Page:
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"In the summer of 2017 Francis Ayamga, drummer in King Ayisoba’s band, gave me a pen-drive filled with music he recorded over the last couple of years in his studio in Bongo, in the North of Ghana. I got curious, listened through all the tracks and discovered a lot of fantastic music from local artists hardly anyone knows. Most of the songs are sung in Frafra, the language of the region. We decided to make a compilation. I made a selection from more than two hundred tracks and in January 2018 I travelled to Bongo to meet the musicians, interview them, make videos and take pictures. We recorded the whole Zenabu women group outside the small studio with one microphone since they did not fit inside. It became a wonderful overview of the local music scene in Bongo, the village King Ayisoba is originally from. In January 2019 I go back to Bongo and we will have a big release party of this album. King Ayisoba is already very busy preparing everything!"
Arnold de Boer, Amsterdam, December 2018.
On the outskirts of Bongo, a village in Ghana’s Upper East region, fifteen minutes drive from the regional capital Bolgatanga, you find a small square building made from stone with a corrugated roof that has two rooms. In one room you find a couch, a table and an electric cooker, in the other you find the Top Link studio run by Francis Ayamga, drummer in the band of Ghana’s superstar King Ayisoba and also a busy studio producer.
Around seven in the morning, when it’s already close to clear daylight, you can hear and see the cars and motorbikes passing by on the main road at around a hundred metre distance. An old lady enters the studio with a broom and a few clean bowls. A small boy is send to the shop to get some plain bread and Francis pushes his motorbike out of the studio.
In the meantime young guys are gathering on the bench outside. Some of them are waiting for a chance to record a track. They have their lyrics ready and they want Francis to make them a beat so they can rap and sing on top of it. The quick mix will be bounced as an MP3 into their phone, ready to share with the world. But they need money to get that done and that is something many of them do not have so they wait until Francis has a bit of spare time and wants to give them a chance. In the meantime they help out with small jobs and listen to the tracks that are blasting from the speakers.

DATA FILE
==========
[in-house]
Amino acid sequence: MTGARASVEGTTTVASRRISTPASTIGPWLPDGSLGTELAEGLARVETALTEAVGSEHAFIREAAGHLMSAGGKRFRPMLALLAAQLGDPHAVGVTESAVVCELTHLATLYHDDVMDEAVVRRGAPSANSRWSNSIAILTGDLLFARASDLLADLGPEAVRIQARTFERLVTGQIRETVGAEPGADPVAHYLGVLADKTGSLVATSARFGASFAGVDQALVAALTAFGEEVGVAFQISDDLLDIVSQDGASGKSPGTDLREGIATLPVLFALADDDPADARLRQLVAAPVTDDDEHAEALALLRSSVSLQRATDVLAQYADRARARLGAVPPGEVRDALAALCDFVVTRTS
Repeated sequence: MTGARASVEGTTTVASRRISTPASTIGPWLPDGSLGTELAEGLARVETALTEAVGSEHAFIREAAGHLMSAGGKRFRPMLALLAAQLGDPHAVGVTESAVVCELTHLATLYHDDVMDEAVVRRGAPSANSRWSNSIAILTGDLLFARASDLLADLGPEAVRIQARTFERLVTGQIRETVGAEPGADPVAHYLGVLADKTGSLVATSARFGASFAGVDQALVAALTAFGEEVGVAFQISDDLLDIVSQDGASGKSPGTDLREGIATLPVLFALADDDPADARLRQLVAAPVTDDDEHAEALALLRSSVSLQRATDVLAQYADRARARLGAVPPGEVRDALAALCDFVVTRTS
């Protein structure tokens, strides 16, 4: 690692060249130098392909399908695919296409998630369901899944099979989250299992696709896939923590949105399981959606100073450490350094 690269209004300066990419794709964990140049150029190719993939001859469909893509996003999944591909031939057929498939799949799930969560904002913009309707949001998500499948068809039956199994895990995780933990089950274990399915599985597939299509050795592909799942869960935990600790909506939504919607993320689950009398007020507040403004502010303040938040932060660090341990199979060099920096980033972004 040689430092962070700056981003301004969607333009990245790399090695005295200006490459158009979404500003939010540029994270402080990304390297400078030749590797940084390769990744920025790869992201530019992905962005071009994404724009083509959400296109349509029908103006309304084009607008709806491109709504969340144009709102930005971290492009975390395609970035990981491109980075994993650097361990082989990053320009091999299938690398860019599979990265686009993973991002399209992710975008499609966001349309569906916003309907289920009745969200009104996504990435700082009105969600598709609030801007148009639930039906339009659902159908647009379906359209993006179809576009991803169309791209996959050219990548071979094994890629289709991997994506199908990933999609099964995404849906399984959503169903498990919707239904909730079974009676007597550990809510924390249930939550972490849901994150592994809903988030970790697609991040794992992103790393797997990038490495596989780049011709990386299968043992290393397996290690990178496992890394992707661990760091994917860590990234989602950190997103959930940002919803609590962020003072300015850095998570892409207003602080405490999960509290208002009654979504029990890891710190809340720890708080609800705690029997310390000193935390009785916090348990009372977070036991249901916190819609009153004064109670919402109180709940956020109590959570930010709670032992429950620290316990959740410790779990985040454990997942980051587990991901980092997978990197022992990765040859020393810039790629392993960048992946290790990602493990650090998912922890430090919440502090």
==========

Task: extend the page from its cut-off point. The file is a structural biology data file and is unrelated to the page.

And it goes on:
Francis works with local artists but sometimes musicians from Kumasi and Accra make their way to Bongo since the name of the Top Link studio is spreading around. Artists like Ragazeer, Awudu Messenger and I Remember Yesterday are local and they rap and sing in Frafra mixed with a bit of English. Sometimes women come to the studio too, who mostly want to record a gospel album but there are also young girls who like to rap. Kologo players like Atiah Mba and Big Gad drop by after the weekend, after they played weddings and funerals and got their money. Francis makes them a beat and they play kologo and maybe some percussion instrument on top of it, and then add vocals. The MP3s go into their phones but also to the regional FM stations. Next to sharing their hot new tracks on Facebook and WhatsApp it is very important for them to get a local hit on the radio stations so they get invited for the coming weddings and funerals.
Fausty Amoa Mabila’s mother had a women group, they sang at parties and funerals, in her time there was no local church yet. The women groups, like also Sugri Hajia Zenabu, come to places where work needs to be done; construction, rebuilding, flatten out floors or chopping bush and harvesting crops. The women help and they sing during the hard repetitive labour. Sometimes they come and sing in church on Sunday. Girls like Linda Ayupuka get pushed to the front to sing solo and when they have a repertoire money is gathered so she can go and record an album. And that is how Francis’ hard drive gets filled with new local music which is now out for the rest of the wolrd to hear. Please enjoy the Frafra Power!